What Does ß Mean?

Is ß the same as SS?

In German, the ß character is called eszett.

It’s used in “Straße,” the word for street, and in the expletive “Scheiße.” It’s often transliterated as “ss,” and strangely enough, it’s never had an official uppercase counterpart.

The letter “a” has “A” and “b” has “B,” while ß had… nothing..

What is this symbol ß?

The letter ß (also known as sharp S, German: Eszett or scharfes S) is a letter in the German alphabet. It is the only German letter that is not part of the basic Latin alphabet. The letter is pronounced [s] (like the “s” in “see”). The ß character is not used in any other languages.

Is ß still used?

While the ß was abandoned in Swiss orthography and a German reform in 1996 simplified (and reduced) its use, it is definitely still widely used and required. Specifically, the ß is used for a Voiceless alveolar fricative sound after a long vowel or diphtong. After a short vowel, ss is used.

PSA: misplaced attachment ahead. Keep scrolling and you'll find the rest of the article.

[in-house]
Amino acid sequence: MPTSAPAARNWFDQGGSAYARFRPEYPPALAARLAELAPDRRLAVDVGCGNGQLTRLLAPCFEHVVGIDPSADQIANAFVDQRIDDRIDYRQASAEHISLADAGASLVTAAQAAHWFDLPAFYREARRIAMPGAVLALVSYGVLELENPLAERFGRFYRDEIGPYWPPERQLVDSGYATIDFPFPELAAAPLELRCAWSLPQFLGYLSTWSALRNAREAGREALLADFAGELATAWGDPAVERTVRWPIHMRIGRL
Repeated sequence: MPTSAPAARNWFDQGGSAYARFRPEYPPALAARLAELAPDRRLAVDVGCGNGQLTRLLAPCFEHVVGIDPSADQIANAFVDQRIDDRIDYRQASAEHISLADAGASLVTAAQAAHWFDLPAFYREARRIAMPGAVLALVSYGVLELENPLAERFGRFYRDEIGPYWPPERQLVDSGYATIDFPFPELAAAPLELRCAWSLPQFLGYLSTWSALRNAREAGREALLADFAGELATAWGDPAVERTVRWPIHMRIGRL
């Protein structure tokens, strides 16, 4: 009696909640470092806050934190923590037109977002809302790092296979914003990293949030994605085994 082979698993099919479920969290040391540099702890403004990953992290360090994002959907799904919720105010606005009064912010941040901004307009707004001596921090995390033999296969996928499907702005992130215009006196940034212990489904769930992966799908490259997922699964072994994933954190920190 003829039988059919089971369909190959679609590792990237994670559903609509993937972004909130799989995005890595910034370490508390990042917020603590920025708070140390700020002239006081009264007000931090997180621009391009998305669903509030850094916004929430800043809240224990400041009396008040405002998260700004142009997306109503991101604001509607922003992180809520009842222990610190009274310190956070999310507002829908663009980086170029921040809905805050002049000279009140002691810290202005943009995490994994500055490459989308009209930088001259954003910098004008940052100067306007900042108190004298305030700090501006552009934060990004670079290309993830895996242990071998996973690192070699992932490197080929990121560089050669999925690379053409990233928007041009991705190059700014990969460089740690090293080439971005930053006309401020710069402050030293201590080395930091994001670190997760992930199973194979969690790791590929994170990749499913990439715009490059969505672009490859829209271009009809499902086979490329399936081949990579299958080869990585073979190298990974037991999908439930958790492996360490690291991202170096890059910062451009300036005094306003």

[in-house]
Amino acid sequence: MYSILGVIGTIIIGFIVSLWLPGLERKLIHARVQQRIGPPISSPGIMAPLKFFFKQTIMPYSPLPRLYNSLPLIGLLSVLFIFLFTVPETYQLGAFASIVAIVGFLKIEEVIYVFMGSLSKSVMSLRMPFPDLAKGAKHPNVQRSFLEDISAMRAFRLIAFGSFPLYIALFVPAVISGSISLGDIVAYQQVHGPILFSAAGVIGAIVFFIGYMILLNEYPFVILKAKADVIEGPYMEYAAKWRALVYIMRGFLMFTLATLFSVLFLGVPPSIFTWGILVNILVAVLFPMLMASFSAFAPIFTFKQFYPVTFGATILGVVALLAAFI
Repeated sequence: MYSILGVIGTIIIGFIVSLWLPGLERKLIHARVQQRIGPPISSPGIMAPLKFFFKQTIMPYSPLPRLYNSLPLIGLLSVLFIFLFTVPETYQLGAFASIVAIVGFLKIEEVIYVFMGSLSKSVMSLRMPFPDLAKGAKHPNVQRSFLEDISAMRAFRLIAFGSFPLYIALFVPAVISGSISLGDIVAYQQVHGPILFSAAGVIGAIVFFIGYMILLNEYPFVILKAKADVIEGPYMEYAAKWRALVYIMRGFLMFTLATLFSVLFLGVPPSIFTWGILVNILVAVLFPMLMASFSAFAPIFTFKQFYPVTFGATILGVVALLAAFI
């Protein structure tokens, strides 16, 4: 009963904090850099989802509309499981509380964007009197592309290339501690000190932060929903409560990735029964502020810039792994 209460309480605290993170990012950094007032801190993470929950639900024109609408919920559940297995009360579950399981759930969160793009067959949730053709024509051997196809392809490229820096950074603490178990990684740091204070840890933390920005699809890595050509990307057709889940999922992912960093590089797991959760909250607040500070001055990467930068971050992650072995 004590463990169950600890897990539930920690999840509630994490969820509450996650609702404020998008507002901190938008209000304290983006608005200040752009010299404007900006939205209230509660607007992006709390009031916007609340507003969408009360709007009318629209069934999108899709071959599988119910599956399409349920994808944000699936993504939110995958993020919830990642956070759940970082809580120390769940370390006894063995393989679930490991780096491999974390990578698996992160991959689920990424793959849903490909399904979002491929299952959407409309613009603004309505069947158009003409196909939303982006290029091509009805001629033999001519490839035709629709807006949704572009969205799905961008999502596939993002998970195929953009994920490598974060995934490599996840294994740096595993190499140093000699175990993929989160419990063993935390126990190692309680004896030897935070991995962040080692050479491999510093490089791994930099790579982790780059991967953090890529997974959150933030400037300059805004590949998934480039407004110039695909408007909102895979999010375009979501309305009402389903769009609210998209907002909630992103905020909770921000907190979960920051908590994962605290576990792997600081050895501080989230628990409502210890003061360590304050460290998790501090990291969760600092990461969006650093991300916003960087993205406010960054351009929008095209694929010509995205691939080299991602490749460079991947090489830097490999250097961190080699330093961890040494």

Why do S’s look like F’s?

The long s can be traced back to Roman times, when the lowercase s typical took an elongated form in cursive writing in Latin. According to librarians at the New York Academy of Medicine, people were using the long s at the beginning and middle of words by the 12th century.

What does Ü mean in German?

A glyph, U with umlaut, appears in the German alphabet. It represents the umlauted form of u, which results in the same sound as the [y]. It can also represent [ʏ]. The letter is collated together with U, or as UE. … In Swedish the letter is called tyskt y which means German y.